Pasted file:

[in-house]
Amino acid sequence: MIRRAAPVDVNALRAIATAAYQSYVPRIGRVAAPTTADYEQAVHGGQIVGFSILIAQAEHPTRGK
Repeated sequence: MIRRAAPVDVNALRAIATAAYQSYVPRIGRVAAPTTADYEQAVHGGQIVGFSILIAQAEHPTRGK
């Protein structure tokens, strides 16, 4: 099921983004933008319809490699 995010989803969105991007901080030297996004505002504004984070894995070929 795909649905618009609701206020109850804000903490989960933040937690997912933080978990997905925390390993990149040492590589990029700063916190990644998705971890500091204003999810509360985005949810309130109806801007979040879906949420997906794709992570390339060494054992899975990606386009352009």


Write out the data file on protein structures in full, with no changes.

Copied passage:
[in-house]
Amino acid sequence: MIRRAAPVDVNALRAIATAAYQSYVPRIGRVAAPTTADYEQAVHGGQIVGFSILIAQAEHPTRGK
Repeated sequence: MIRRAAPVDVNALRAIATAAYQSYVPRIGRVAAPTTADYEQAVHGGQIVGFSILIAQAEHPTRGK
């Protein structure tokens, strides 16, 4: 099921983004933008319809490699 995010989803969105991007901080030297996004505002504004984070894995070929 795909649905618009609701206020109850804000903490989960933040937690997912933080978990997905925390390993990149040492590589990029700063916190990644998705971890500091204003999810509360985005949810309130109806801007979040879906949420997906794709992570390339060494054992899975990606386009352009």